Issue No. 15, Article 5/July 16, 2010
Preliminary Assessment of Western Corn Rootworms: Root Damage and Adult Densities Appear Very Low in Illinois
On July 12 we began our annual root digs just south of Urbana. Although we observed pruning of roots on some treatments, the overall level of injury was not up to the pressure expected for this location. On July 13, we traveled to the University of Illinois Orr and Monmouth Research and Demonstration Centers to dig roots from our standard corn rootworm trials and returned the roots to Urbana for evaluation. They will be rated for injury later today (July 14). We saw no evidence of lodging at either location. Of interest at both sites was the exceedingly low number of western corn rootworm adults. In all honesty, Joe Spencer (entomologist with the Illinois Natural History Survey) and I had to actively search to find any on plants at all. Plant silks at Monmouth were very long and provided additional evidence that little feeding, if any, had taken place. Japanese beetles were present at Monmouth but were found primarily on soybeans.
Silk growth on a corn plant in research plot near Monmouth on July 13.
Minor Japanese beetle adult defoliation in soybeans near Monmouth on July 13.
Mike Vose, farm foreman at the Orr Research and Demonstration Center, also noted that he has not been able to find any western corn rootworm adults in the trap crop (corn planted late and interseeded with pumpkins). Again, this is very atypical. Instead, he was finding southern corn rootworm adults. This pest (with 12 black spots on the forewings [elytra]), perhaps better known as spotted cucumber beetle, overwinters as an adult; however, southern corn rootworm adults do not overwinter in Illinois and instead migrate from more southern locations, typically beginning in April. Recall that western and northern corn rootworms overwinter as eggs, with hatch occurring in late May and early June in most years.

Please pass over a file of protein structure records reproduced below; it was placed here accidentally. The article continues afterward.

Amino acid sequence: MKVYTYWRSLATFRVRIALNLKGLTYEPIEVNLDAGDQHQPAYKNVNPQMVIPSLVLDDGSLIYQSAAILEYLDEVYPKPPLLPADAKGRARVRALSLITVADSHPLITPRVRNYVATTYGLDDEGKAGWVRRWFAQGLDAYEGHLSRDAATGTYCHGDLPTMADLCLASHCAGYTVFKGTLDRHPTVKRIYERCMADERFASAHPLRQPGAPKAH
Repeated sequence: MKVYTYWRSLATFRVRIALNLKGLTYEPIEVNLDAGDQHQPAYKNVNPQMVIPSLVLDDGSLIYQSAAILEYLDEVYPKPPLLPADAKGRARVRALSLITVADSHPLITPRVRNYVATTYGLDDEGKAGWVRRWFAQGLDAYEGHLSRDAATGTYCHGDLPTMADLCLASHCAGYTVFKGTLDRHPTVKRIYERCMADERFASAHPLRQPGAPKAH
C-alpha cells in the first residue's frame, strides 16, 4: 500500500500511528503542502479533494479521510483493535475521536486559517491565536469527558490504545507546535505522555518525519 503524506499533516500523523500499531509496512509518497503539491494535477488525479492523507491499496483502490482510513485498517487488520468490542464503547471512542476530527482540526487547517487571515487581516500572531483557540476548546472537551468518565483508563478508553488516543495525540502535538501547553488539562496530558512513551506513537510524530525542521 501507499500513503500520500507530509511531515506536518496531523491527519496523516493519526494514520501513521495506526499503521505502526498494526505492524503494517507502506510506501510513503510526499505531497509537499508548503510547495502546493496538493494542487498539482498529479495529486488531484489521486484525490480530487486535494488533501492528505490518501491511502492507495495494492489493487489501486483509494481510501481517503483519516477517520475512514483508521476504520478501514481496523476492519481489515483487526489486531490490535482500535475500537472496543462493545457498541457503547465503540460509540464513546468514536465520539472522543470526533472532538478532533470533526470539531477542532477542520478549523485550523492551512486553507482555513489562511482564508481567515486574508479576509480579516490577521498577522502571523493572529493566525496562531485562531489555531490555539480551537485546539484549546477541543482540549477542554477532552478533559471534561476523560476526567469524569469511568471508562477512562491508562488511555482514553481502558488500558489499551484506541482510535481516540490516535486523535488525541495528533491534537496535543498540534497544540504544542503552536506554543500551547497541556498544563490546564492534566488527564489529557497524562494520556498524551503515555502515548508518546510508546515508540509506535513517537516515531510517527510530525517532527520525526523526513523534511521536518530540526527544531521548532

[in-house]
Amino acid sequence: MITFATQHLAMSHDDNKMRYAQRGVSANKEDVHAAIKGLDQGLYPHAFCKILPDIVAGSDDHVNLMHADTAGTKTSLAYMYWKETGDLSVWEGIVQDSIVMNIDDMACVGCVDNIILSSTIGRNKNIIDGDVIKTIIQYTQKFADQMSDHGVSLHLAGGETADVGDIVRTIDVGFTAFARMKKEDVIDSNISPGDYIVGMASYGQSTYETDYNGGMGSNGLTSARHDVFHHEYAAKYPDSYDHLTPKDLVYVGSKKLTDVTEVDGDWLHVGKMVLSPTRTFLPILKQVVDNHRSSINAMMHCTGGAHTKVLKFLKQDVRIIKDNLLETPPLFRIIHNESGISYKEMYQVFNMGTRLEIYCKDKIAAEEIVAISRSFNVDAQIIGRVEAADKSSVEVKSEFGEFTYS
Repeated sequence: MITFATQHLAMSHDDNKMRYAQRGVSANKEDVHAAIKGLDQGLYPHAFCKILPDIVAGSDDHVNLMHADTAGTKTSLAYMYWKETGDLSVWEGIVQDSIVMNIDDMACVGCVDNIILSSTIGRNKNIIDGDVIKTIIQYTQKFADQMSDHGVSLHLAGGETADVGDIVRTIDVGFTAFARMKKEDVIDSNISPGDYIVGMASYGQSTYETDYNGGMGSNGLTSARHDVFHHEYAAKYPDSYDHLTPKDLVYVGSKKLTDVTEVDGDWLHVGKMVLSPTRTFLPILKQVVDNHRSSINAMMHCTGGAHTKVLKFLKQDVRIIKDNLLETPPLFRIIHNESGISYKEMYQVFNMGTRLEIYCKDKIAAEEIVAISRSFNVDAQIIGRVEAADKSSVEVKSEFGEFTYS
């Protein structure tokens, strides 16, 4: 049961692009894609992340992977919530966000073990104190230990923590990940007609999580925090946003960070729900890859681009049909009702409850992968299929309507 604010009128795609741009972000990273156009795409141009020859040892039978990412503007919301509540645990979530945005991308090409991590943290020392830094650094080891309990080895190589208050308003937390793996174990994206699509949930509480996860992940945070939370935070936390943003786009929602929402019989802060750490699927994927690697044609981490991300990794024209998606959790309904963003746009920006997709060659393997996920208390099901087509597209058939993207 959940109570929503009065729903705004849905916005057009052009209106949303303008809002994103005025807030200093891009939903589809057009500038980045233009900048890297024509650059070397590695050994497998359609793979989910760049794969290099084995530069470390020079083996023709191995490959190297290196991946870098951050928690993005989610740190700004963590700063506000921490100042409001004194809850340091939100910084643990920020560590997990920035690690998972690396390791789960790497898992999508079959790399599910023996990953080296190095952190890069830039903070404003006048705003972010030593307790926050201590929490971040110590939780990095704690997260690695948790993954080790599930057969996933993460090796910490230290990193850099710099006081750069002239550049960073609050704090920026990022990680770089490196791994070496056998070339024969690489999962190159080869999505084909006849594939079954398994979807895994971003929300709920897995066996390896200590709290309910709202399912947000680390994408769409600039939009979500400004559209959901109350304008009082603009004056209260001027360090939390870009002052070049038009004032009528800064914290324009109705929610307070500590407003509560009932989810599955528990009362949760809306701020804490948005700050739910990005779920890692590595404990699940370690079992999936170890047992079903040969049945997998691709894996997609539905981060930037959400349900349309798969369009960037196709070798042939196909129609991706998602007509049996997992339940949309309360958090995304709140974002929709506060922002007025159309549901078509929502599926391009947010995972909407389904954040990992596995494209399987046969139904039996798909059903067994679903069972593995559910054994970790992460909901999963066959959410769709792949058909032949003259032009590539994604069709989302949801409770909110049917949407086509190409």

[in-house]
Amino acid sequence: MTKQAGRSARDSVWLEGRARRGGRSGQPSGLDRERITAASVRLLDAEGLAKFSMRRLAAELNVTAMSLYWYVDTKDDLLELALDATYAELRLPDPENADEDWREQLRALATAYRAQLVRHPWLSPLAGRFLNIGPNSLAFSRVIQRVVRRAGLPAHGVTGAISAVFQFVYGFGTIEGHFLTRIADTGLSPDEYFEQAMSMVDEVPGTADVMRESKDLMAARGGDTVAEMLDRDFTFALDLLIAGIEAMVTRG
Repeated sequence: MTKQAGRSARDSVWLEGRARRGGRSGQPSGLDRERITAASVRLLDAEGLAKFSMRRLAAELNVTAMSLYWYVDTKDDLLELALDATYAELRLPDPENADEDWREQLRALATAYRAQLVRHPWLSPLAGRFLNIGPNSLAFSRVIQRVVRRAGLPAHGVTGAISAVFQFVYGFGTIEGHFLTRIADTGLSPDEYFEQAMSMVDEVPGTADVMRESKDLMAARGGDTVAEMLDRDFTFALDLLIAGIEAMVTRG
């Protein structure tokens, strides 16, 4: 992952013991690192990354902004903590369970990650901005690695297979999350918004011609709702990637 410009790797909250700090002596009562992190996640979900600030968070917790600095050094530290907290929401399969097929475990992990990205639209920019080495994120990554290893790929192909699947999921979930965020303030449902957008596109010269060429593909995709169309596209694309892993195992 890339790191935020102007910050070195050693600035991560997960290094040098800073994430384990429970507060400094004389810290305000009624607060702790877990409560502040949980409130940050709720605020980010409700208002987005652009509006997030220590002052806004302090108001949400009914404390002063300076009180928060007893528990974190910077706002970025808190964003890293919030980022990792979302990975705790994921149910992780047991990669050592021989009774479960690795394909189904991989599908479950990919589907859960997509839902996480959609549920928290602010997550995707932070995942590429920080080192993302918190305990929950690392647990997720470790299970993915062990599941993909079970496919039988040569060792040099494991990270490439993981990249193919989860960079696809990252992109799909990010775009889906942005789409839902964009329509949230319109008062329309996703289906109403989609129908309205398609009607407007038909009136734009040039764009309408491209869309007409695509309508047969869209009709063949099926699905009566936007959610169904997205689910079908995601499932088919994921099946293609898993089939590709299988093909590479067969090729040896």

What may explain the very low densities of western corn rootworm adults and low levels of root injury? I believe there are several possible factors:
- Across many areas of Illinois, the last three springs have been exceptionally wet, especially during the larval hatch of western corn rootworms (late May and early June). Precipitation was very heavy at the Orr and Monmouth Research and Demonstration Centers in June (approaching 1 foot). When fields are saturated, rootworm larvae struggle to secure root tissue to begin feeding on.
- The use of Bt corn hybrids continues to climb throughout Illinois. Even though Bt hybrids targeted at corn rootworms do not have the high dose effect that we've observed for European corn borers, they are undoubtedly reducing densities due to their extensive popularity.
- During my journey to Perry and Monmouth on July 13, I observed many aerial applications underway. Though I recognize that these were targeted primarily at preventing fungal diseases in cornfields, I did wonder how many of the applications and those in previous years involved tank-mixes of fungicides and a pyrethroid. Pyrethroid treatments may be of interest to some producers to protect silks from clipping by corn rootworm and Japanese beetle adults.
After I complete this season's root evaluations, I look forward to sharing the results with you.--Mike Gray